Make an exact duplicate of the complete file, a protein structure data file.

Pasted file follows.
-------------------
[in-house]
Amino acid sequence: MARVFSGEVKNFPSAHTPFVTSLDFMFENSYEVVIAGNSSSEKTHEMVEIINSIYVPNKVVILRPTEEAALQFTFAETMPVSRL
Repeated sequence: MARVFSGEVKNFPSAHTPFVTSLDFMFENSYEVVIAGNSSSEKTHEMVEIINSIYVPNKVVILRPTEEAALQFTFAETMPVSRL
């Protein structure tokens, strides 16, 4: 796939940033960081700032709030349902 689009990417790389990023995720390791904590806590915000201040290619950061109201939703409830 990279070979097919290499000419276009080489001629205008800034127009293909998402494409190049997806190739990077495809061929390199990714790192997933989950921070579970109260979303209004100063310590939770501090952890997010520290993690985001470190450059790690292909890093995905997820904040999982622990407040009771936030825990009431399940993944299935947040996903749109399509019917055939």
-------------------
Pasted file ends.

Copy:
[in-house]
Amino acid sequence: MARVFSGEVKNFPSAHTPFVTSLDFMFENSYEVVIAGNSSSEKTHEMVEIINSIYVPNKVVILRPTEEAALQFTFAETMPVSRL
Repeated sequence: MARVFSGEVKNFPSAHTPFVTSLDFMFENSYEVVIAGNSSSEKTHEMVEIINSIYVPNKVVILRPTEEAALQFTFAETMPVSRL
């Protein structure tokens, strides 16, 4: 796939940033960081700032709030349902 689009990417790389990023995720390791904590806590915000201040290619950061109201939703409830 990279070979097919290499000419276009080489001629205008800034127009293909998402494409190049997806190739990077495809061929390199990714790192997933989950921070579970109260979303209004100063310590939770501090952890997010520290993690985001470190450059790690292909890093995905997820904040999982622990407040009771936030825990009431399940993944299935947040996903749109399509019917055939």